Thursday, June 23, 2011

Farming: Lessons in Rotational Grazing

Attending a pasture management class. Look at how high the grass
is here despite being recently grazed by cattle, this is what you want to see!

Usually when farmers and ranchers mimic nature everything improves: the land, the livestock, and the expenses. All good.

Considering that most livestock originally descended from grassland plains animals it only makes sense to observe what these animals do naturally and replicate it to conform with best management practices. Herd animals - whether cattle, sheep, goats, or others - are continually on the move. They will graze a relatively concentrated area and immediately move on to the next. In so doing they manure the area, graze out the choice grasses or small bushes, trample down a lot of organic matter, and then move and repeat.

In most herds species will be intermixed. Zebras will mingle with wildebeest, antelope with bison, and so forth. This is a key function because certain species prefer a particular grass or bush, while others like what the one ignores. Also, because intestinal parasites are generally species-specific, one will eat where the other poops and vice-versa.

As a consequence the land is evenly grazed, highly manured, and rebounds quickly.

Contrast this to the typical grazing pattern used by most ranchers and farmers, where herds of single species are allowed to roam freely over large areas. The usual result is that manure is scattered, the preferred grasses are overgrazed, and in the absence of browsers, unwanted weeds abound and eventually dominate.

So how does this influence the way we plan to run the Valhalla program? We plan to lead with the larger animals and work our way down.

Cattle will be contained in small, easily portable electric fencing - the precise area will be contingent on the size of the herd - and moved daily or every second day. Following immediately behind the cattle will be a mixed group of sheep and goats. The sheep will eat some of the grass the cows ignore and the goats will happily browse emerging weeds and brush. Whenever the cows move, the goats and sheep immediately follow.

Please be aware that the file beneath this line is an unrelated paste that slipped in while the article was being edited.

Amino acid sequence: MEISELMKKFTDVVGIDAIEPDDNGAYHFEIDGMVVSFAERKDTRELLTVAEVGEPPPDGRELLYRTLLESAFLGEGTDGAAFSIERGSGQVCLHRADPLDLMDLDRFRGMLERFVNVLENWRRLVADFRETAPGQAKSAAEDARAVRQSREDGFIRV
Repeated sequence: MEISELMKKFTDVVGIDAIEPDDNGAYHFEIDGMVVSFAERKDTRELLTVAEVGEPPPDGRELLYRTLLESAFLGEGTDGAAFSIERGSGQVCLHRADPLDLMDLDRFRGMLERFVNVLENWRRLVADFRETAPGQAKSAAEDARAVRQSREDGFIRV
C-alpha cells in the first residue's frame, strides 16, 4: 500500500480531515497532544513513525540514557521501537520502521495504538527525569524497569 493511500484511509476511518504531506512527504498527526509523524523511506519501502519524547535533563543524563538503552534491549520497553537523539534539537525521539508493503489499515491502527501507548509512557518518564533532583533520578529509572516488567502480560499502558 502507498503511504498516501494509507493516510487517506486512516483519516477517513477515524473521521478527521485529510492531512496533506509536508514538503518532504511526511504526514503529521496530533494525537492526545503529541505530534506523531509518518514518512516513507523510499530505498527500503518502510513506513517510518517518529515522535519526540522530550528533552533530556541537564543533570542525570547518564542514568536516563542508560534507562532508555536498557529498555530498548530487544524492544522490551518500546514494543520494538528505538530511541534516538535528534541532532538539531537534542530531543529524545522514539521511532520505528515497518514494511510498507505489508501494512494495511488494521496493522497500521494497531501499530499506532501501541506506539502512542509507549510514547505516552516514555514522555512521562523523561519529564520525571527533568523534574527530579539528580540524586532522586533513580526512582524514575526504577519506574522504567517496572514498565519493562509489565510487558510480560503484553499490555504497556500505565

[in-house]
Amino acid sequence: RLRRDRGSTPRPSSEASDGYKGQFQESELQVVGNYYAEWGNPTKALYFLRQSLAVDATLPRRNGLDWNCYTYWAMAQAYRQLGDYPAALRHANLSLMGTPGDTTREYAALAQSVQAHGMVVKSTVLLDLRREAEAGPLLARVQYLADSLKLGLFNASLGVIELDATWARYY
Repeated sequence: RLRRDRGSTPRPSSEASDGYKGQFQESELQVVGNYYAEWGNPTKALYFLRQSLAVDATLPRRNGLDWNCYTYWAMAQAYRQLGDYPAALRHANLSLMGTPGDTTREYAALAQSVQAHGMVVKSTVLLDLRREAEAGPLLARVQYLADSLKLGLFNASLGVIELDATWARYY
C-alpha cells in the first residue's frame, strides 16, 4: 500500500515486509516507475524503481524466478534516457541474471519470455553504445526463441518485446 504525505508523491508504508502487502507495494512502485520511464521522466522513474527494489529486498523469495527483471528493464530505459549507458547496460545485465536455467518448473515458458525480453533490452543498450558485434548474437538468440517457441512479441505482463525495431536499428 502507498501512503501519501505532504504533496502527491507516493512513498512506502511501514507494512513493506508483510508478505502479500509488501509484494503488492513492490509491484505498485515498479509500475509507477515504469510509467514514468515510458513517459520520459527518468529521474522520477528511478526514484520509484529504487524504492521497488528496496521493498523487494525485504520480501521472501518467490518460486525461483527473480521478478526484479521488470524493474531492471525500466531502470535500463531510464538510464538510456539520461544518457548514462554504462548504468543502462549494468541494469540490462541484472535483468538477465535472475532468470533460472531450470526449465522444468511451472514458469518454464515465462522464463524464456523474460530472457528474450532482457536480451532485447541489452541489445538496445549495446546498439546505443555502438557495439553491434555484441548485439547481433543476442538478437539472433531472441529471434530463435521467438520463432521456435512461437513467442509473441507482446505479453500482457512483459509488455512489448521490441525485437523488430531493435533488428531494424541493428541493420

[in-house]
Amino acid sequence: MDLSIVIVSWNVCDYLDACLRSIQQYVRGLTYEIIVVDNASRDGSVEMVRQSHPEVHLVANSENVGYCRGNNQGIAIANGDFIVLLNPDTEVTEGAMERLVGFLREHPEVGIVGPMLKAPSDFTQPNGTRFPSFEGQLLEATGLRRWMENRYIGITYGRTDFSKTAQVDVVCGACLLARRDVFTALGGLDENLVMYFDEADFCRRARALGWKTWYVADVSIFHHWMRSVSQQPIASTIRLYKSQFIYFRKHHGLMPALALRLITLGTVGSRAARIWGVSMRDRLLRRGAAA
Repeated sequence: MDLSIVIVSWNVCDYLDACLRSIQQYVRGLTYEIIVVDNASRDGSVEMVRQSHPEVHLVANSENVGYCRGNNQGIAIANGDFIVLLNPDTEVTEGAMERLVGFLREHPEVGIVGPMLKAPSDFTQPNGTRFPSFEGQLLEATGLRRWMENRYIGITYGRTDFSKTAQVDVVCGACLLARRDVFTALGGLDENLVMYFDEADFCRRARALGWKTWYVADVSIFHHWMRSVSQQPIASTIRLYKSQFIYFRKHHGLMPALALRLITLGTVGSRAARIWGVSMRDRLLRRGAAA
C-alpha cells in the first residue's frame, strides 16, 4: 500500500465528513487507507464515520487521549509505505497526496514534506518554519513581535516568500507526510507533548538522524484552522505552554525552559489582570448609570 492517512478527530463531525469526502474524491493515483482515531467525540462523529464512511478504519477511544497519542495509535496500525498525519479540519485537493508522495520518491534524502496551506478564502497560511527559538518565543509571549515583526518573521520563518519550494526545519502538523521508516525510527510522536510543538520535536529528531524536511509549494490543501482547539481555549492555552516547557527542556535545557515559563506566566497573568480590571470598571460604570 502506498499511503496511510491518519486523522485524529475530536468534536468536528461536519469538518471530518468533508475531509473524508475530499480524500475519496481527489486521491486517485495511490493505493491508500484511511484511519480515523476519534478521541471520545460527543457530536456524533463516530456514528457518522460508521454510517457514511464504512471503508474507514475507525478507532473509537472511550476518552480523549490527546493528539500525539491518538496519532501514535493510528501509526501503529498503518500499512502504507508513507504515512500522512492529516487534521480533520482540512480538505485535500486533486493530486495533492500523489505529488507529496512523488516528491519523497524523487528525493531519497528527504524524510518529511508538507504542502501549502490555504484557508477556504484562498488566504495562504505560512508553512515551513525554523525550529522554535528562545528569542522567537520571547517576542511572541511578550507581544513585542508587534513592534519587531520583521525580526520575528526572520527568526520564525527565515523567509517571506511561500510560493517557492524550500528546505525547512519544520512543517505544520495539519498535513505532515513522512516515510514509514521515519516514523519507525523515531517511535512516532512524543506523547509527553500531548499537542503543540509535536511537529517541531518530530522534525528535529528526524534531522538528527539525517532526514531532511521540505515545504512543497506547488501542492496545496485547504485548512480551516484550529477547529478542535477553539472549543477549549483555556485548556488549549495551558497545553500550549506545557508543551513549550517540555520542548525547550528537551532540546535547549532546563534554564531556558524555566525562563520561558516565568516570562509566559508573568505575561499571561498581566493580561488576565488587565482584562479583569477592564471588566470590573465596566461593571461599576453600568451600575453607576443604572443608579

Lastly, the area will be turned over to pastured poultry - turkeys and chickens primarily - that will scratch up the manure looking for insects and seeds, pick out some weeds, and add their manure to the growing collection.

By having multiple small areas into which rotating animals can be cycled, the grass has time to regenerate, the root systems are intact and healthy, soil retains more moisture, and organic matter is continually added to the topsoil.

In the Ozarks, we have learned, this system may even be applicable for much of the winter. With hardy, self-reliant animals the typically light snows can be pulled off standing grass by grazers for a few months before supplemental hay is required. Give the grass time to grow in early spring, then begin the turn-out program again.

Each year, if done properly, pastures will improve, feed costs will diminish, and livestock will thrive. A multiple-win situation!



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